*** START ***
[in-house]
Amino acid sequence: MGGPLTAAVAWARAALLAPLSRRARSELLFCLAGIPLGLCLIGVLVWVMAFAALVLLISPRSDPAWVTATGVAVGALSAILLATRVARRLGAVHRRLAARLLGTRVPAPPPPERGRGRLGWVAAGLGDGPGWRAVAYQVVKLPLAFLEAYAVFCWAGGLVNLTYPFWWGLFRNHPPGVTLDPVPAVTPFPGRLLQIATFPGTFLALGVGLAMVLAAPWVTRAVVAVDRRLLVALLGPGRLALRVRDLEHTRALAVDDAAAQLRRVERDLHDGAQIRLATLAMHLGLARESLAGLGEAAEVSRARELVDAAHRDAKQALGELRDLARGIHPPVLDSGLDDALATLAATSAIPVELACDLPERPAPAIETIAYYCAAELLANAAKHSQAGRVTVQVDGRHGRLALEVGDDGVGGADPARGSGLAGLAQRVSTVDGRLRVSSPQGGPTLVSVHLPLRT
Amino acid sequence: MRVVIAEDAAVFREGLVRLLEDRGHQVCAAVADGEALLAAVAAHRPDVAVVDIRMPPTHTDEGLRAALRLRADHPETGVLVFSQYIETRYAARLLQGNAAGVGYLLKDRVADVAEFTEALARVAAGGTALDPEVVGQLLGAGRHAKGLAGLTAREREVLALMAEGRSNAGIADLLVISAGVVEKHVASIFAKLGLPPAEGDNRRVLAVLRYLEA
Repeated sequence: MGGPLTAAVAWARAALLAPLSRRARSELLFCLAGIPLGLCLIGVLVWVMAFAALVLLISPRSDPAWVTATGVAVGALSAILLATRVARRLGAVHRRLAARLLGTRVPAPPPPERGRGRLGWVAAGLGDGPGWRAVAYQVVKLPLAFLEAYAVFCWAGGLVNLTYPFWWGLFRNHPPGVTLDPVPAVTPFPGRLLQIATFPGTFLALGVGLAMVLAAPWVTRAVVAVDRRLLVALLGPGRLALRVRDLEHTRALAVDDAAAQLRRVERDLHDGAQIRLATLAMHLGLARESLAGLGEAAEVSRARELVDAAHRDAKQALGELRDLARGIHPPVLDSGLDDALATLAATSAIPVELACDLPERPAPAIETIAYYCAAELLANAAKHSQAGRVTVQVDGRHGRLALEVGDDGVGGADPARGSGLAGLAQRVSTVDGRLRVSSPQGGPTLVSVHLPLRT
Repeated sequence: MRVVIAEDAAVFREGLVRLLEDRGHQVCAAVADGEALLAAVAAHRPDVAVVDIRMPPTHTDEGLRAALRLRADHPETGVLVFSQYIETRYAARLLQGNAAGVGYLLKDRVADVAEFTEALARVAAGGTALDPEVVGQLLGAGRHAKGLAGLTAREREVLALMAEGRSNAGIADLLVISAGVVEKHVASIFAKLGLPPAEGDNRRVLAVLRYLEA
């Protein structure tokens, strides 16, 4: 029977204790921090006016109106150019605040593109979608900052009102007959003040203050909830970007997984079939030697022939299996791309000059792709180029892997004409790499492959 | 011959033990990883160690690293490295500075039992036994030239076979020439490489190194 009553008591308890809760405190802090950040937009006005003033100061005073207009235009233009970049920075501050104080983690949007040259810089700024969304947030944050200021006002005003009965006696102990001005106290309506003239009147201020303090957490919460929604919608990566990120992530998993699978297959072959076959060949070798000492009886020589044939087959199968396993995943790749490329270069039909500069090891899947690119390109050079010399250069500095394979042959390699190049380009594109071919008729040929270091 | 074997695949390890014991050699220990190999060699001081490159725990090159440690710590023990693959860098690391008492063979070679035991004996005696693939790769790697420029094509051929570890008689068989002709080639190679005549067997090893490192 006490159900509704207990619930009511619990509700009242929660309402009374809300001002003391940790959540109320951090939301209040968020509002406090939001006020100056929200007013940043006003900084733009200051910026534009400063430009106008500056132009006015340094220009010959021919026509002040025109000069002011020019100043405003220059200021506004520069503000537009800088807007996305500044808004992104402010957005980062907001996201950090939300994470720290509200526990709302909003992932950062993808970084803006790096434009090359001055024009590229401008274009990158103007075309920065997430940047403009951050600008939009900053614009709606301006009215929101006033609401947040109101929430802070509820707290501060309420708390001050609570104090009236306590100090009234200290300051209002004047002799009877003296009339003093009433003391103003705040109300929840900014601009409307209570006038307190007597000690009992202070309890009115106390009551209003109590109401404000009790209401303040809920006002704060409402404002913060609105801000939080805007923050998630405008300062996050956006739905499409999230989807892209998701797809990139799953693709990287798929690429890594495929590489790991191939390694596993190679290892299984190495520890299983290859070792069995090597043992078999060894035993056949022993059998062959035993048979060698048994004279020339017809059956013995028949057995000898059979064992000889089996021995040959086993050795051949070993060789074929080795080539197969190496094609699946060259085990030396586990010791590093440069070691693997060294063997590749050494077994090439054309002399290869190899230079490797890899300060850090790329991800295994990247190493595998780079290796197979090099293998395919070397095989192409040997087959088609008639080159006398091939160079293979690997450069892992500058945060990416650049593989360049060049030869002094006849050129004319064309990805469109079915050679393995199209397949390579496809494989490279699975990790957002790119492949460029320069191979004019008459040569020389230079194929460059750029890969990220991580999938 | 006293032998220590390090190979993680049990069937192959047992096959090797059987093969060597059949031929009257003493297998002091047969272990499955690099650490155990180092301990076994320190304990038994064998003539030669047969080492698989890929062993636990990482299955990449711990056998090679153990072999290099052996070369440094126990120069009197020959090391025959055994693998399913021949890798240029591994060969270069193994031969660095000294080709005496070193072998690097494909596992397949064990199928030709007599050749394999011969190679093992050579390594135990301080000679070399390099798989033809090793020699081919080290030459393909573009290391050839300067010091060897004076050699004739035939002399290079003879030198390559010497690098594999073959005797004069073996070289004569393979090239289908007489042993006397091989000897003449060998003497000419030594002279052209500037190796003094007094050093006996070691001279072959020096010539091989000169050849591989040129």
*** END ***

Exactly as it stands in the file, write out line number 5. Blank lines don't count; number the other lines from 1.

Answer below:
Repeated sequence: MRVVIAEDAAVFREGLVRLLEDRGHQVCAAVADGEALLAAVAAHRPDVAVVDIRMPPTHTDEGLRAALRLRADHPETGVLVFSQYIETRYAARLLQGNAAGVGYLLKDRVADVAEFTEALARVAAGGTALDPEVVGQLLGAGRHAKGLAGLTAREREVLALMAEGRSNAGIADLLVISAGVVEKHVASIFAKLGLPPAEGDNRRVLAVLRYLEA